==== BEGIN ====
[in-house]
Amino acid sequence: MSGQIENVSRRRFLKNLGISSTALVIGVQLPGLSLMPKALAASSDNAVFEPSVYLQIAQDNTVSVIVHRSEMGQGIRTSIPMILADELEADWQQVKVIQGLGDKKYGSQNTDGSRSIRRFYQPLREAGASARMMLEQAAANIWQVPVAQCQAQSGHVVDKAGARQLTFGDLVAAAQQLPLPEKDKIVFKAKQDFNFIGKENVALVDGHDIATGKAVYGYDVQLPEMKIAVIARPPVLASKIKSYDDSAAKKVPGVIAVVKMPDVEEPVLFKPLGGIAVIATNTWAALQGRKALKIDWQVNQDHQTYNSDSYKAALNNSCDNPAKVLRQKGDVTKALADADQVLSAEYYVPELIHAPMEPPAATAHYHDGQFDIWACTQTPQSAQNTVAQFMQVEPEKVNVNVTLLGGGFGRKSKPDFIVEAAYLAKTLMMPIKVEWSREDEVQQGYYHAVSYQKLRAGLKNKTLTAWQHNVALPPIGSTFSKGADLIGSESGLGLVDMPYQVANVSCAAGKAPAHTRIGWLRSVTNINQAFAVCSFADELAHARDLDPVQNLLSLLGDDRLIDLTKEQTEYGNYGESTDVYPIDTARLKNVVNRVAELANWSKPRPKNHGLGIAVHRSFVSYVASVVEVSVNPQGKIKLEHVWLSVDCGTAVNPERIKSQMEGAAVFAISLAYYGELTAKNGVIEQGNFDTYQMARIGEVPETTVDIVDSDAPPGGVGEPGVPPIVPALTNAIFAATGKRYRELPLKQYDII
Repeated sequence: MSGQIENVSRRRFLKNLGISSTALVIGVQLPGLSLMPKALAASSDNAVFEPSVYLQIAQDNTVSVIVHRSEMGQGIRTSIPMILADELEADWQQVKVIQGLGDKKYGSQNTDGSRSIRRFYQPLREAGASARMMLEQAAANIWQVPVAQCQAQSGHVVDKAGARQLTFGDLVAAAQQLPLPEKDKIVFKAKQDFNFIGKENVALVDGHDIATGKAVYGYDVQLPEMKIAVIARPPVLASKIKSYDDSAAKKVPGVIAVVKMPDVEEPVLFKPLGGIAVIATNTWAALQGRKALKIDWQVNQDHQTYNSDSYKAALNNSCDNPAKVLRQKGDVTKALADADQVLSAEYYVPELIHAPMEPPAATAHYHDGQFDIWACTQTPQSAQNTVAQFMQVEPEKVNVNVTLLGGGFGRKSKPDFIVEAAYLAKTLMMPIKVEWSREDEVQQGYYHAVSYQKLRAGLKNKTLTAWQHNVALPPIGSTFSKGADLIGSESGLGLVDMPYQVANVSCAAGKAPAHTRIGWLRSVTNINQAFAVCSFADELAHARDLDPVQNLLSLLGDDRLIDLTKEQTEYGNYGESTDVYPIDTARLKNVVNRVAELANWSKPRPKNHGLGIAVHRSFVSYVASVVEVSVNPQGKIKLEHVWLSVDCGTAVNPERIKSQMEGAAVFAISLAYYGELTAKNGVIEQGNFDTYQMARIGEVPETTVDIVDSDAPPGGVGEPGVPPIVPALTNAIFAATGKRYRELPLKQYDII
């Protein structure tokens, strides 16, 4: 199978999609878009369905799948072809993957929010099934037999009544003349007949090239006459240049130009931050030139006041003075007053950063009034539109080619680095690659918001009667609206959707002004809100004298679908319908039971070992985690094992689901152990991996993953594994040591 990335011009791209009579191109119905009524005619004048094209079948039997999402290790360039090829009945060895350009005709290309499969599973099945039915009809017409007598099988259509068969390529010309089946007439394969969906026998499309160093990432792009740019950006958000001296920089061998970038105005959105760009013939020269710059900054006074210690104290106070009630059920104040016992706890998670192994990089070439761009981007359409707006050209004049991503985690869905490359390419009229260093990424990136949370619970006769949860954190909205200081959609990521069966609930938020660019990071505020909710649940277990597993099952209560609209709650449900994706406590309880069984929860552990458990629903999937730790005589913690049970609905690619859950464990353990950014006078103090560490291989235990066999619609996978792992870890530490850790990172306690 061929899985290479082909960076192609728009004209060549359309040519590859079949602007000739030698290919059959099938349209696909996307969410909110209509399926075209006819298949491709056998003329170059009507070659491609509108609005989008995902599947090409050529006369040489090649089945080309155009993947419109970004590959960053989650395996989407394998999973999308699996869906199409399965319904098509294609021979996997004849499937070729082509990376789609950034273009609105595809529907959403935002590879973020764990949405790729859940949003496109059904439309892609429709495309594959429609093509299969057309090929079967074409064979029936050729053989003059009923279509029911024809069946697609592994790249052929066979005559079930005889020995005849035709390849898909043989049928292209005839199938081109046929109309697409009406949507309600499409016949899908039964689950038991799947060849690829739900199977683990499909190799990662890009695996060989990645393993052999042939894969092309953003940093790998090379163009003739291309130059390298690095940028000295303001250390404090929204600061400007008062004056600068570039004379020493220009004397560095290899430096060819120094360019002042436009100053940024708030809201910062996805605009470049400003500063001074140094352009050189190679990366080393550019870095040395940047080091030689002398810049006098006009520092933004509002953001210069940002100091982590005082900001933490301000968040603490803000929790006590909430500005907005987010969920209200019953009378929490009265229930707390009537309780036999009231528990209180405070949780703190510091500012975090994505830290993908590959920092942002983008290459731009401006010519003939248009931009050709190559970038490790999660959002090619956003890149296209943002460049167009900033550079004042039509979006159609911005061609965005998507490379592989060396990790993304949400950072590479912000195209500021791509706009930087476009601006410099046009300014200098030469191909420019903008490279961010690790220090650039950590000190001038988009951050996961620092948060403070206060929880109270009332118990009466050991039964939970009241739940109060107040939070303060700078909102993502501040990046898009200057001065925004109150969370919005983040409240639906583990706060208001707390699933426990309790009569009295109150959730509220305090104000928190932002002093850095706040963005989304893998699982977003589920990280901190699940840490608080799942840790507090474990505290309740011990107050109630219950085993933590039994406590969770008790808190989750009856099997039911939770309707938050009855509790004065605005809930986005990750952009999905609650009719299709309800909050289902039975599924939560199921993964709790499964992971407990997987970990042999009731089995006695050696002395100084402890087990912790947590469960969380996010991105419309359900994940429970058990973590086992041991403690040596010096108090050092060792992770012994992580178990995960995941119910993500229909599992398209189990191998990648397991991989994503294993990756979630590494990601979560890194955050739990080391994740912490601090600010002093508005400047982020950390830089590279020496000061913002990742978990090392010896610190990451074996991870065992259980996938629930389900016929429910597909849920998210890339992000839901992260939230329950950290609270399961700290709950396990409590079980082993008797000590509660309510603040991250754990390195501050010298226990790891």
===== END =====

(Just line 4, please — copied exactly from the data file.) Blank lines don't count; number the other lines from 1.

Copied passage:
């Protein structure tokens, strides 16, 4: 199978999609878009369905799948072809993957929010099934037999009544003349007949090239006459240049130009931050030139006041003075007053950063009034539109080619680095690659918001009667609206959707002004809100004298679908319908039971070992985690094992689901152990991996993953594994040591 990335011009791209009579191109119905009524005619004048094209079948039997999402290790360039090829009945060895350009005709290309499969599973099945039915009809017409007598099988259509068969390529010309089946007439394969969906026998499309160093990432792009740019950006958000001296920089061998970038105005959105760009013939020269710059900054006074210690104290106070009630059920104040016992706890998670192994990089070439761009981007359409707006050209004049991503985690869905490359390419009229260093990424990136949370619970006769949860954190909205200081959609990521069966609930938020660019990071505020909710649940277990597993099952209560609209709650449900994706406590309880069984929860552990458990629903999937730790005589913690049970609905690619859950464990353990950014006078103090560490291989235990066999619609996978792992870890530490850790990172306690 061929899985290479082909960076192609728009004209060549359309040519590859079949602007000739030698290919059959099938349209696909996307969410909110209509399926075209006819298949491709056998003329170059009507070659491609509108609005989008995902599947090409050529006369040489090649089945080309155009993947419109970004590959960053989650395996989407394998999973999308699996869906199409399965319904098509294609021979996997004849499937070729082509990376789609950034273009609105595809529907959403935002590879973020764990949405790729859940949003496109059904439309892609429709495309594959429609093509299969057309090929079967074409064979029936050729053989003059009923279509029911024809069946697609592994790249052929066979005559079930005889020995005849035709390849898909043989049928292209005839199938081109046929109309697409009406949507309600499409016949899908039964689950038991799947060849690829739900199977683990499909190799990662890009695996060989990645393993052999042939894969092309953003940093790998090379163009003739291309130059390298690095940028000295303001250390404090929204600061400007008062004056600068570039004379020493220009004397560095290899430096060819120094360019002042436009100053940024708030809201910062996805605009470049400003500063001074140094352009050189190679990366080393550019870095040395940047080091030689002398810049006098006009520092933004509002953001210069940002100091982590005082900001933490301000968040603490803000929790006590909430500005907005987010969920209200019953009378929490009265229930707390009537309780036999009231528990209180405070949780703190510091500012975090994505830290993908590959920092942002983008290459731009401006010519003939248009931009050709190559970038490790999660959002090619956003890149296209943002460049167009900033550079004042039509979006159609911005061609965005998507490379592989060396990790993304949400950072590479912000195209500021791509706009930087476009601006410099046009300014200098030469191909420019903008490279961010690790220090650039950590000190001038988009951050996961620092948060403070206060929880109270009332118990009466050991039964939970009241739940109060107040939070303060700078909102993502501040990046898009200057001065925004109150969370919005983040409240639906583990706060208001707390699933426990309790009569009295109150959730509220305090104000928190932002002093850095706040963005989304893998699982977003589920990280901190699940840490608080799942840790507090474990505290309740011990107050109630219950085993933590039994406590969770008790808190989750009856099997039911939770309707938050009855509790004065605005809930986005990750952009999905609650009719299709309800909050289902039975599924939560199921993964709790499964992971407990997987970990042999009731089995006695050696002395100084402890087990912790947590469960969380996010991105419309359900994940429970058990973590086992041991403690040596010096108090050092060792992770012994992580178990995960995941119910993500229909599992398209189990191998990648397991991989994503294993990756979630590494990601979560890194955050739990080391994740912490601090600010002093508005400047982020950390830089590279020496000061913002990742978990090392010896610190990451074996991870065992259980996938629930389900016929429910597909849920998210890339992000839901992260939230329950950290609270399961700290709950396990409590079980082993008797000590509660309510603040991250754990390195501050010298226990790891």